“Many of the teachers I had at ND I still remember well,” he said. “They most certainly prepared me for college: Mr. Raymond, Mr. Cackowski, Mr. Schram, my algebra teacher, Roy Johnson. However, Jim Berch pushed me the most. I had him for calculus I and II and computer programing and I can still remember it like it was yesterday. I vividly remember Mr. Berch approaching Fessler and me to get involved with some kind of special project.”
Locricchio graduated from Michigan in the spring of 1974 with a degree in nuclear engineering. His buddy Fessler also graduated with a nuclear engineering degree and went on to obtain his master’s in nuclear engineering. Fessler currently works as a senior vice president and chief nuclear officer at DTE Energy.
“I was hired by Consumers Power (now Consumers Energy) as a staff engineer at their Palisades nuclear plant on Lake Michigan,” Locricchio said. “My first day on the job, however, didn’t start out so well. I entered a containment vessel with a senior engineer to crawl around and take a look inside. When I came out, they said I couldn’t go back in for a few days because I had a ‘little bit’ of an overexposure to radiation. I actually didn’t think it was a big deal. Remember, young, dumb and naive!”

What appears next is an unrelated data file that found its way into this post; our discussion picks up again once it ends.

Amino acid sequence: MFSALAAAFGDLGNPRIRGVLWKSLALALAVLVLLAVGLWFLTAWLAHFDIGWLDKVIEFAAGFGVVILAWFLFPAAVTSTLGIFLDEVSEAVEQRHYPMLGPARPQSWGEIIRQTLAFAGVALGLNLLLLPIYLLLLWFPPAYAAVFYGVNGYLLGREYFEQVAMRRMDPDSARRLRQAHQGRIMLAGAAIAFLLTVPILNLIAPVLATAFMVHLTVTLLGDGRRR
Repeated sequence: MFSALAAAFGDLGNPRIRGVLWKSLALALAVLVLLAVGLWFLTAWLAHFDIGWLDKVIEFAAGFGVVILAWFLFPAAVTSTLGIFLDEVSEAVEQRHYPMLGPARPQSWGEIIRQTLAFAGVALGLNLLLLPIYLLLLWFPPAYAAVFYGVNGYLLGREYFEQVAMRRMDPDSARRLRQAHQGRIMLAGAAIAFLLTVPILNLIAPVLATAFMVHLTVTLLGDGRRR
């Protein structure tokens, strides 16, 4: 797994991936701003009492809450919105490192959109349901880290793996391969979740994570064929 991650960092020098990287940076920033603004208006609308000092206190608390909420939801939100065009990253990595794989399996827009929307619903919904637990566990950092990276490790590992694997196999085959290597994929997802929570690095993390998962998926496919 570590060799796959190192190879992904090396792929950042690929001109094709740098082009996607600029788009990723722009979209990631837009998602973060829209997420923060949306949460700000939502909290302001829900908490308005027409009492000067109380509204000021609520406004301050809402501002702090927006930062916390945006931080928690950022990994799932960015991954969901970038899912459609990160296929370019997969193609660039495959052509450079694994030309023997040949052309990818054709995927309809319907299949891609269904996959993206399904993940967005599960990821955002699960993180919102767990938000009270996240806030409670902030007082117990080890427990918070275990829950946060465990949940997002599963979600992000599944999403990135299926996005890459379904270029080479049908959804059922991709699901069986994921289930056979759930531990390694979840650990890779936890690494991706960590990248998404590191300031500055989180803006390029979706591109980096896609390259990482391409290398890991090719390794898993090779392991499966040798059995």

On to law school
Locricchio was at Palisades for about four months when he found out he was accepted at the University of Detroit School of Law.
“So, of course, I decided to attend law school. Yep, young, dumb and naïve. . .”
Locricchio took every tax course that the law school offered and was planning to practice tax law. In April of 1977, he graduated from U-D Law and passed the bar later that summer.
He recalls one of his tax professors at U-D saying that he should try to get a job at one of the “big eight.”
“I asked him who or what that is,” Locricchio said. (‘young, dumb and naïve’) “He said I should go to one of the big eight ‘accounting firms’ and work in their tax department. So I opened the Yellow Pages and sent a resume to all eight, a move that eventually landed me a job at the Detroit office of Touche Ross & Co, now known as Deloitte Touche Tohmatsu.”